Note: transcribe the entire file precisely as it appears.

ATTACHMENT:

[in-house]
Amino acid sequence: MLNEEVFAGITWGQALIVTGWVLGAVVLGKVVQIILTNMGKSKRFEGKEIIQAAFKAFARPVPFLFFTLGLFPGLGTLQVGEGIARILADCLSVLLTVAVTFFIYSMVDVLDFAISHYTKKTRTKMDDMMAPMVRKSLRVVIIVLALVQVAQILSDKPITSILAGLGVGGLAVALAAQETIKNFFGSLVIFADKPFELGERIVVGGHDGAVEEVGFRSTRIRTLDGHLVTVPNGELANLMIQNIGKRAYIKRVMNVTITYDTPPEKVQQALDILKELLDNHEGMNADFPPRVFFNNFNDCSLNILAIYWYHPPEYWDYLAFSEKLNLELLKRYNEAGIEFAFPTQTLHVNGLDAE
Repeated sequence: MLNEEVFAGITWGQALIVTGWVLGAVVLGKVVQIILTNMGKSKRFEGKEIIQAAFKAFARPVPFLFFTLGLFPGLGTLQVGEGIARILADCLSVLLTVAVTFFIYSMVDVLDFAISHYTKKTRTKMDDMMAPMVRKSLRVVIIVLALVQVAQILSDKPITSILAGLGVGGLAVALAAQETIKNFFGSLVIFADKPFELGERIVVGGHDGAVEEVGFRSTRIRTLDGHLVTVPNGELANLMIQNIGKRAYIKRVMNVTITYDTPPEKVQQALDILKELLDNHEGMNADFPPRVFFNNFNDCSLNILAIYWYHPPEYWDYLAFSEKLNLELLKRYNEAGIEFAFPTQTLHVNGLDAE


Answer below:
[in-house]
Amino acid sequence: MLNEEVFAGITWGQALIVTGWVLGAVVLGKVVQIILTNMGKSKRFEGKEIIQAAFKAFARPVPFLFFTLGLFPGLGTLQVGEGIARILADCLSVLLTVAVTFFIYSMVDVLDFAISHYTKKTRTKMDDMMAPMVRKSLRVVIIVLALVQVAQILSDKPITSILAGLGVGGLAVALAAQETIKNFFGSLVIFADKPFELGERIVVGGHDGAVEEVGFRSTRIRTLDGHLVTVPNGELANLMIQNIGKRAYIKRVMNVTITYDTPPEKVQQALDILKELLDNHEGMNADFPPRVFFNNFNDCSLNILAIYWYHPPEYWDYLAFSEKLNLELLKRYNEAGIEFAFPTQTLHVNGLDAE
Repeated sequence: MLNEEVFAGITWGQALIVTGWVLGAVVLGKVVQIILTNMGKSKRFEGKEIIQAAFKAFARPVPFLFFTLGLFPGLGTLQVGEGIARILADCLSVLLTVAVTFFIYSMVDVLDFAISHYTKKTRTKMDDMMAPMVRKSLRVVIIVLALVQVAQILSDKPITSILAGLGVGGLAVALAAQETIKNFFGSLVIFADKPFELGERIVVGGHDGAVEEVGFRSTRIRTLDGHLVTVPNGELANLMIQNIGKRAYIKRVMNVTITYDTPPEKVQQALDILKELLDNHEGMNADFPPRVFFNNFNDCSLNILAIYWYHPPEYWDYLAFSEKLNLELLKRYNEAGIEFAFPTQTLHVNGLDAE